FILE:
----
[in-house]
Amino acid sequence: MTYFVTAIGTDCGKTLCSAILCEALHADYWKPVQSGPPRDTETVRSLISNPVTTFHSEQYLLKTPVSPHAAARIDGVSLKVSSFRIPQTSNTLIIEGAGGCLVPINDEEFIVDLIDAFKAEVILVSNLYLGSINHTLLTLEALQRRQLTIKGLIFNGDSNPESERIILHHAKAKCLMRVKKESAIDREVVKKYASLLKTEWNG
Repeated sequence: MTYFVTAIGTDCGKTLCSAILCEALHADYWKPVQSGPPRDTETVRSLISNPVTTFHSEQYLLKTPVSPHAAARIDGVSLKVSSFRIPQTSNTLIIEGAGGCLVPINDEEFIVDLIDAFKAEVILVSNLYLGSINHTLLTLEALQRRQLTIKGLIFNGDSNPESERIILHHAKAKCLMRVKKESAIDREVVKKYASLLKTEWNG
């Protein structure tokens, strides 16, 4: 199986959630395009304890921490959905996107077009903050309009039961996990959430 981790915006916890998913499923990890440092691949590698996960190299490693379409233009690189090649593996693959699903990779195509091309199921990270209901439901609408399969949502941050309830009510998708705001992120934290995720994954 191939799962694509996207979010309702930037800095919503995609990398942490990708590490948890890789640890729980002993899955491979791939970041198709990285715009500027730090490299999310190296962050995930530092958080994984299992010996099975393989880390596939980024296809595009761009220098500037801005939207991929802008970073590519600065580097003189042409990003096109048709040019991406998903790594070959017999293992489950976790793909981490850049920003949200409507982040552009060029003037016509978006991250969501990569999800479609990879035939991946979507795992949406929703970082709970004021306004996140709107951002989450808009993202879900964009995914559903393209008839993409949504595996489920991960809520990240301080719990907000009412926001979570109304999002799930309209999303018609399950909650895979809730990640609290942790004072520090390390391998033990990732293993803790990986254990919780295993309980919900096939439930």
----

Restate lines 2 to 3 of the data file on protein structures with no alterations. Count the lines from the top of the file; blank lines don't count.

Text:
Amino acid sequence: MTYFVTAIGTDCGKTLCSAILCEALHADYWKPVQSGPPRDTETVRSLISNPVTTFHSEQYLLKTPVSPHAAARIDGVSLKVSSFRIPQTSNTLIIEGAGGCLVPINDEEFIVDLIDAFKAEVILVSNLYLGSINHTLLTLEALQRRQLTIKGLIFNGDSNPESERIILHHAKAKCLMRVKKESAIDREVVKKYASLLKTEWNG
Repeated sequence: MTYFVTAIGTDCGKTLCSAILCEALHADYWKPVQSGPPRDTETVRSLISNPVTTFHSEQYLLKTPVSPHAAARIDGVSLKVSSFRIPQTSNTLIIEGAGGCLVPINDEEFIVDLIDAFKAEVILVSNLYLGSINHTLLTLEALQRRQLTIKGLIFNGDSNPESERIILHHAKAKCLMRVKKESAIDREVVKKYASLLKTEWNG